Cape Town – The significance of Kwagga Smith’s selection for South Africa in the Test match against Wales in Washington DC on Saturday may have got a little lost in the understandably more widespread analysis of Rassie Erasmus’s first Springbok team.
But if the Lions tearaway and former SA Sevens ace manages to be highly influential as open-side flank on his debut – along with six others – it may trigger thoughts in the new head coach’s mind, if they don’t exist already, that a genuine “fetcher” should become a more regular part of his plans.
The Boks haven’t consistently deployed an out-and-out, low-centre-of-gravity whippet in their No 6 jersey, really, since the sadly curtailed heyday of Heinrich Brussow.
That period is in the pretty distant annals, now, too.
Although the former Cheetahs favourite, 31 and on the books these days of Northampton Saints in the English Premiership, had a brief, three-match return to favour toward the end of Heyneke Meyer’s tenure in charge of the national team, he is best remembered for his deeper contribution to a phase under the earlier charge of Peter de Villiers.
His 23-cap Bok career included, most notably, a massive personal role in South Africa’s last triumphant Tri-Nations (now Rugby Championship) campaign in 2009, when great rivals the All Blacks were beaten three times in a row on the way to the title.
The New Zealanders found Brussow an absolute pest over the ball at breakdowns, unable for the most part to arrest his dominance – and that at a time when the All Black captain was an even more legendary figure in open-side play, Richie McCaw.
But with injuries hardly helping his cause, Brussow gradually slipped down the Bok pecking order in the position.
Meyer tended to favour larger, more abrasive specimens to fulfil the pilfering task, so men like Schalk Burger, Marcell Coetzee and Francois Louw were more customarily assigned to the fetching role, doubling as strong ball carriers at close quarters and forceful, industrial “cleaners” into the bargain.
There is a fairly widespread school of thought, to the present, that most pack members need to be potentially proficient at stealing the ball on the deck, rendering the role of the more old-fashioned, highly mobile specialist just a tad obsolete.
For example, many hookers have increasingly developed into significant menaces on the deck – Malcolm Marx and recently-recalled veteran Bismarck du Plessis cases in point – and backlines also contain certain, wily “theft” opportunists.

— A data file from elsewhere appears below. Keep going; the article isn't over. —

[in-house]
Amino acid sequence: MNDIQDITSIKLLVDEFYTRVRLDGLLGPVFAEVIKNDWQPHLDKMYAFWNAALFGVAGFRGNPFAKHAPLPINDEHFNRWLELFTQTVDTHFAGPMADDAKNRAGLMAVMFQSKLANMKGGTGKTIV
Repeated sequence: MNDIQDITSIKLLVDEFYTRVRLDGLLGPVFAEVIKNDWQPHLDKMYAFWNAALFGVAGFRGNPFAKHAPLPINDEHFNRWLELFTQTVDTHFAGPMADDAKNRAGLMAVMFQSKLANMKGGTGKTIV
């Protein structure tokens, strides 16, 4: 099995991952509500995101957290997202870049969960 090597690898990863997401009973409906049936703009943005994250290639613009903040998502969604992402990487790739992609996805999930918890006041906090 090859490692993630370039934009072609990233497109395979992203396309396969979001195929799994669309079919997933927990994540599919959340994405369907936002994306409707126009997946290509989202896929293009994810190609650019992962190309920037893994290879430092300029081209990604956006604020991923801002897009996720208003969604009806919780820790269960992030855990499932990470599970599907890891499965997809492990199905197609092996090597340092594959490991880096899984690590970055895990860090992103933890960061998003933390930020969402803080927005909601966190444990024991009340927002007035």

One from that department who may imminently enjoy a first start for the Boks (in the home series against England) is Sharks outside centre Lukhanyo Am, among whose qualities is a pluckiness and excellent reach over the ball when it is on the deck.
Nevertheless, several better international outfits still prefer a more traditional, speedy open-sider in their mix … including the world champion New Zealanders, in the form of Sam Cane (and Ardie Savea) and Australia, who sometimes field two at once – one at No 8 – in the form of David Pocock and Michael Hooper.
So debate will continue to rage about exactly what type of No 6 (No 7 to most of the rest of the world) is ultimately the best to have.
At least for the time being, it seems that Erasmus will keep faith in Siya Kolisi, not the smallest or swiftest of open-siders, in that particular role, especially as he has named him captain for the full series against the English.
But the popular Stormers figure can also be deployed at blind-side, even if he is not as physically gargantuan as some specimens who perform that function and has tended to play his best Bok Tests as a six.
He is probably best contemplated as a blind-sider only if the Boks are intending to compensate in the bulk department at loose forward by fielding a brawny No 8 like stalwart Duane Vermeulen or Sharks youngster Dan du Preez.
At least for the moment, though, it will be a surprise if Kolisi is shifted away from the open side.
That said, if Smith were to have a terrific debut in Washington on Saturday, the Bok brains trust may simultaneously just begin to tweak their own thoughts about how to best assemble and balance their loose trio, going forward.
The Lions dynamo is not the finished article as a No 6 yet, by any means, as he is still getting to grips with regular duty back at “fifteens” rugby after his years of major diversion as a Sevens force.
He occasionally gets a little lost in games for the Lions when the tempo and style of a game doesn’t hugely suit him, but there is also no doubt that when he is able to be influential, he can be strikingly imperious.
Smith sports exactly the same, limited height as Brussow (1.80m), and is a few kilograms lighter at a modest 90kg, although he puts himself about as if someone considerably beefier.
What’s exciting about him is that his mobility and linking skills and relish are largely beyond doubt, making him a very useful source of X-factor from the forward ranks in attacking raids, where he has the stepping and running ability of a nippy three-quarter.
If the “Kwagga” gallops with suitable glee, enterprise and menace against Wales, South Africa may be closer than we imagine to a significant tactical shift for more critical dates on their calendar …
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